Do the people who are so passionate about this thing want to be called "United Statesians" rather than Americans? Actually, I'd rather not be called either, what with being Irish and all. Proteus (Talk) 12:57, 28 Jan 2005 (UTC)

United Kingdom does not need to be moved to United Kingdom of Great Britain and Northern Ireland. Ever heard of the UKGBNI? The full title is so unwieldy that there's not even a decent acronym for it - neither would you hear it often in official speeches. On the other hand, "United States of America" and "U.S.A." are commonly used, and widely referred to. Heimdal 11:27, 28 Jan 2005 (UTC)

You know, they tend to use, "Miss United States" -- AllyUnion (talk) 12:37, 28 Jan 2005 (UTC)

sounds like good advice to me:) jguk 13:17, 28 Jan 2005 (UTC)

There is a Straw Poll taking place on Wikipedia talk:Requested moves on where votes for "Requested Moves" should be placed. As this page was listed on the RM page and the debate was moved to here, the people who voted here, have practical experience of the issue and you might like to contribute to the straw poll on the RM page. Philip Baird Shearer 11:48, 25 Feb 2005 (UTC)

"United States" and "U.S."

There are specific usages for these terms. The abbreviation "U.S." should *only* be used as an adjective, such as "U.S. dollar." In noun form, the country must always be spelled out as "the United States." Never refer to the country as "the U.S.;" that may be common in slang usage, but it is considered improper in writing.

Abbreviations are a form of slang that can only be used as adjectives. Gotcha. Likewise, "Aren't I?" should be used instead of "Ain't I?", because the correct answer to the question would be "Yes, I are", and not the ungrammatical "Yes, I am" ("Ain't" being a variation on "Am't", the contraction of "am not"). See, because "ain't" is non-standard.
Call me crazy here, but if we're going to be so linquistically pedantic, we should at least strive for sensical pedantry. -- King of the Pedants, Corvun 00:58, Mar 16, 2005 (UTC)

Corvun: The use of United States as a noun and U.S. as an adjective is standard in most style guides: NY Times, AP, Chicago Manual (used in book publishing), etc. Those of us who are professional copy editors and proofreaders like the distinction. Of course, we have a bigger bone to pick with Wikipedia: the substandard English found in many articles by contributors whose mother tongue is not English. Horrendous errors of syntax, grammar, spelling, and punctuation are ubiquitous.

You say that you are a copy editor and proofreader: so, edit the places where you see problems. that is the whole point about wikipedia, you contribute what you can. you don't say that you are an author, you say that you are a copy editor and proofreader. Otherwise, it is better that someone contribute even if they have some rough edges, if their contribution is otherwise an improvement. brassrat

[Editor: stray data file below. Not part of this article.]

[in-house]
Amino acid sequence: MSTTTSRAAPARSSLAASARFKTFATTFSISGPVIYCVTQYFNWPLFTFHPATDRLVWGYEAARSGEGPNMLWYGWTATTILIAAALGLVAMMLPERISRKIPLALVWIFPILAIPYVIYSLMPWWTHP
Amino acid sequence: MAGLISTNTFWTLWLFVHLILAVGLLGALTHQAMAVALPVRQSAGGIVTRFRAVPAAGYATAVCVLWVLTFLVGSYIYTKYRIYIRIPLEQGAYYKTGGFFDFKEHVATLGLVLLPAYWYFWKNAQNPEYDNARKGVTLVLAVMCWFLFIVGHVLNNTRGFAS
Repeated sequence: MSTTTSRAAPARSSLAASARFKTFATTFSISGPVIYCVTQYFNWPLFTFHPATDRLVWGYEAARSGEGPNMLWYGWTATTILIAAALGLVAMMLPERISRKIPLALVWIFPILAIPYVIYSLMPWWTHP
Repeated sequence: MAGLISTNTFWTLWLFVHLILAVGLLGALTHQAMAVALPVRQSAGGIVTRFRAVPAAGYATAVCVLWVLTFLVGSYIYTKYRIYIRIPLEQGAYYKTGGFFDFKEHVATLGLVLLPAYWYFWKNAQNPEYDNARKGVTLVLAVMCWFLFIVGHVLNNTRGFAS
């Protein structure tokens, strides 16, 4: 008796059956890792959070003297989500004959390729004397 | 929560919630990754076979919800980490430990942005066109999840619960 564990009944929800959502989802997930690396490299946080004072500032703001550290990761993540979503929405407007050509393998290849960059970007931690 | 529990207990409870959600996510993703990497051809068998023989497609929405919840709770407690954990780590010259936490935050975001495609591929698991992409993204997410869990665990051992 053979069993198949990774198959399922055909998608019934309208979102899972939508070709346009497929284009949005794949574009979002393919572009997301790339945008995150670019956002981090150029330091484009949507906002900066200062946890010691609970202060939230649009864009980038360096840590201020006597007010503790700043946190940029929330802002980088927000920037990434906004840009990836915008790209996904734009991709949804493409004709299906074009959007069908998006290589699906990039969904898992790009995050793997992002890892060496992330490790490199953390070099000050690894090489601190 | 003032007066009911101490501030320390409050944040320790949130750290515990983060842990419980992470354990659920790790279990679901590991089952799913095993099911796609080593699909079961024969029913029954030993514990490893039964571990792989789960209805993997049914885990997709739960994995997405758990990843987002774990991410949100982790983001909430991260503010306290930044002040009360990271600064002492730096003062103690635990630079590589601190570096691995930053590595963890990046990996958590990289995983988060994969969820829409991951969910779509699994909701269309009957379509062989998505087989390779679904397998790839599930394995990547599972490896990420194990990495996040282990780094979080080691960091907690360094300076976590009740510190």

I do that, Brassrat—I often edit one English Wiki article each day to fix punctuation, syntax, and spelling. Some people take offense and revert my edits. (I also contribute articles in English, French, and German, and don't mind if someone alters my writing, especially in French and German.)

ok, that's fine, but of course i misunderstood because that's not what you wrote... see any parallels? :) Peace. Brassrat 14:51, 16 Apr 2005 (UTC)

Article title: United States or United States of America

Forgive me if I've missed something here, but why is this article called United States? Isn't the actual state (eh?) called the United States of America or the USA?--Alun 20:48, 9 July 2005 (UTC)

There has been extensive discussion of this and a vote (please see Archive 9). The outcome was that the article remains United States. Sunray 21:43, July 21, 2005 (UTC)

move to United States of America?

The official name of the US is United States of America, shouldn't that be the title of the article?

Please look at the very first heading on this page. -- Coneslayer 22:44, 2005 July 26 (UTC)

it would make sense to change the name only if there was another united stares, of, say russia around somewhere. Gabrielsimon

Both titles are good, and it may not be worth changing. Tony 05:18, 29 July 2005 (UTC)

I can't see any reasons for changing the name into United States of America. Thorri 14:27, 21 Aug 2005 (UTC)

Neither can I. I vaguely recall that this issue may have been discussed before and the consensus was to keep the current name. --Coolcaesar 14:05, 21 August 2005 (UTC)
The first entry on this page directs one to Archive 9. (SEWilco 14:08, 21 August 2005 (UTC))

Consistent reference to the US throughout?

I wonder whether contributors support the idea that it would be neater and easier to read if the nation were referred to simply as 'the US', i.e., without the dots; that is, after the opening, and in all instances for which there's no good reason to use one of the longer names. Currently, usage in this respect is inconsistent.

Tony 05:23, 29 July 2005 (UTC)

If you want to make it consistent, better use U.S.A., because only US is not very descriptive. −Woodstone 08:10, July 29, 2005 (UTC)